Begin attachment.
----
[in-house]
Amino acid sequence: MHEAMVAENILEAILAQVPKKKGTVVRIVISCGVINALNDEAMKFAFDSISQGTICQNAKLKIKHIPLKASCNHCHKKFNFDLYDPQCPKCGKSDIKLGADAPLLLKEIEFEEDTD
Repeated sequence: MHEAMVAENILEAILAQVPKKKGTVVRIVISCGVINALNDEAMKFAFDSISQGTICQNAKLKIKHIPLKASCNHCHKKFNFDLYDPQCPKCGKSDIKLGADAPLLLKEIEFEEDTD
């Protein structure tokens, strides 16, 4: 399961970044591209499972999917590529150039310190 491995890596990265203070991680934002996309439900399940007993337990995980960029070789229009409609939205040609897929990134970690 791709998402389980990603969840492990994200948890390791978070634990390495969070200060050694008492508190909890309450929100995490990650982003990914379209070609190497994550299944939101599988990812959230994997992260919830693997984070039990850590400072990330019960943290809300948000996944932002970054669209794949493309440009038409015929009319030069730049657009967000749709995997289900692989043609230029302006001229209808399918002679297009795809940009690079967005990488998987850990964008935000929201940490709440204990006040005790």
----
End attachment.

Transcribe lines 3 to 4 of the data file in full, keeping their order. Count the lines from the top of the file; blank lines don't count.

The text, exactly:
Repeated sequence: MHEAMVAENILEAILAQVPKKKGTVVRIVISCGVINALNDEAMKFAFDSISQGTICQNAKLKIKHIPLKASCNHCHKKFNFDLYDPQCPKCGKSDIKLGADAPLLLKEIEFEEDTD
């Protein structure tokens, strides 16, 4: 399961970044591209499972999917590529150039310190 491995890596990265203070991680934002996309439900399940007993337990995980960029070789229009409609939205040609897929990134970690 791709998402389980990603969840492990994200948890390791978070634990390495969070200060050694008492508190909890309450929100995490990650982003990914379209070609190497994550299944939101599988990812959230994997992260919830693997984070039990850590400072990330019960943290809300948000996944932002970054669209794949493309440009038409015929009319030069730049657009967000749709995997289900692989043609230029302006001229209808399918002679297009795809940009690079967005990488998987850990964008935000929201940490709440204990006040005790």